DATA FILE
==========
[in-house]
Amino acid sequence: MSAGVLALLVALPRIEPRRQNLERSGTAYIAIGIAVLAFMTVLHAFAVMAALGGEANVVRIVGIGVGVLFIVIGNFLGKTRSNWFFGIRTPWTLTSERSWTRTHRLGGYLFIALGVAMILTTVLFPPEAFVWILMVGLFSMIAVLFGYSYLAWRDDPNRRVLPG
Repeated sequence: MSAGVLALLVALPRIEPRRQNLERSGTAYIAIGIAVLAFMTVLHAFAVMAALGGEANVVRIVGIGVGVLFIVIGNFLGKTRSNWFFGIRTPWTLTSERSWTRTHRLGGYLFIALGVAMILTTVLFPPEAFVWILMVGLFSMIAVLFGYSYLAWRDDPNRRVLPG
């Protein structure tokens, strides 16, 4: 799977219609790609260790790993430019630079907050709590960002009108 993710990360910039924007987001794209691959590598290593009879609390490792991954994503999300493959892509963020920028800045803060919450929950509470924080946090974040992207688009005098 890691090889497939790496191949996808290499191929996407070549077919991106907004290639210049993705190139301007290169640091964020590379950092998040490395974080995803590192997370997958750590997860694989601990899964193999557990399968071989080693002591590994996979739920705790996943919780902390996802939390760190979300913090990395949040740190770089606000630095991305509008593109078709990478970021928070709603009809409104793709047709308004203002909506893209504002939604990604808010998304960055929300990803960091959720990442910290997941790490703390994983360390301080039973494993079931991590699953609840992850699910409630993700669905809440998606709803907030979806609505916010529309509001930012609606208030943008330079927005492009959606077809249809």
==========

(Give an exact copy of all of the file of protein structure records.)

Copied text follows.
[in-house]
Amino acid sequence: MSAGVLALLVALPRIEPRRQNLERSGTAYIAIGIAVLAFMTVLHAFAVMAALGGEANVVRIVGIGVGVLFIVIGNFLGKTRSNWFFGIRTPWTLTSERSWTRTHRLGGYLFIALGVAMILTTVLFPPEAFVWILMVGLFSMIAVLFGYSYLAWRDDPNRRVLPG
Repeated sequence: MSAGVLALLVALPRIEPRRQNLERSGTAYIAIGIAVLAFMTVLHAFAVMAALGGEANVVRIVGIGVGVLFIVIGNFLGKTRSNWFFGIRTPWTLTSERSWTRTHRLGGYLFIALGVAMILTTVLFPPEAFVWILMVGLFSMIAVLFGYSYLAWRDDPNRRVLPG
């Protein structure tokens, strides 16, 4: 799977219609790609260790790993430019630079907050709590960002009108 993710990360910039924007987001794209691959590598290593009879609390490792991954994503999300493959892509963020920028800045803060919450929950509470924080946090974040992207688009005098 890691090889497939790496191949996808290499191929996407070549077919991106907004290639210049993705190139301007290169640091964020590379950092998040490395974080995803590192997370997958750590997860694989601990899964193999557990399968071989080693002591590994996979739920705790996943919780902390996802939390760190979300913090990395949040740190770089606000630095991305509008593109078709990478970021928070709603009809409104793709047709308004203002909506893209504002939604990604808010998304960055929300990803960091959720990442910290997941790490703390994983360390301080039973494993079931991590699953609840992850699910409630993700669905809440998606709803907030979806609505916010529309509001930012609606208030943008330079927005492009959606077809249809």